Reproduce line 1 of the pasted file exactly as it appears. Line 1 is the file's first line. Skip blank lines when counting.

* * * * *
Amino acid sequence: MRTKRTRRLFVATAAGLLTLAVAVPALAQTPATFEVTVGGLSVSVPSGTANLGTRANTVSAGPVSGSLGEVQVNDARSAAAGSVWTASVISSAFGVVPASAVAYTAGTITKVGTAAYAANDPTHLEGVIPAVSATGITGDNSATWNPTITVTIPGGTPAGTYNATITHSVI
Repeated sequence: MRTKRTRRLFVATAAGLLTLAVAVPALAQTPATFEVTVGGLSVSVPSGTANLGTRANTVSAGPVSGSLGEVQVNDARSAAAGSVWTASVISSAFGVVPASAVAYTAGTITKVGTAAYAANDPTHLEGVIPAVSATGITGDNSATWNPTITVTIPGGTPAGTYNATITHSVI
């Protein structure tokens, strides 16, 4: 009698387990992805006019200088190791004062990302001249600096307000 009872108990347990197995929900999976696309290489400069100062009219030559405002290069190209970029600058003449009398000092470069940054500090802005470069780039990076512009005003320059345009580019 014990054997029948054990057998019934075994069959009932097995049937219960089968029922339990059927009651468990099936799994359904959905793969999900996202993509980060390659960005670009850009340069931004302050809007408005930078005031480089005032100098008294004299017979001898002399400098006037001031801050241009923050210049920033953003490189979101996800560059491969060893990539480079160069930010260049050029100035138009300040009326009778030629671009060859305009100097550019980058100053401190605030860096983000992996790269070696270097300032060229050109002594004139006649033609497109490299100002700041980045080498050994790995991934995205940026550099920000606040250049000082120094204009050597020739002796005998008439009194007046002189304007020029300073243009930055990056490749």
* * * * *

Amino acid sequence: MRTKRTRRLFVATAAGLLTLAVAVPALAQTPATFEVTVGGLSVSVPSGTANLGTRANTVSAGPVSGSLGEVQVNDARSAAAGSVWTASVISSAFGVVPASAVAYTAGTITKVGTAAYAANDPTHLEGVIPAVSATGITGDNSATWNPTITVTIPGGTPAGTYNATITHSVI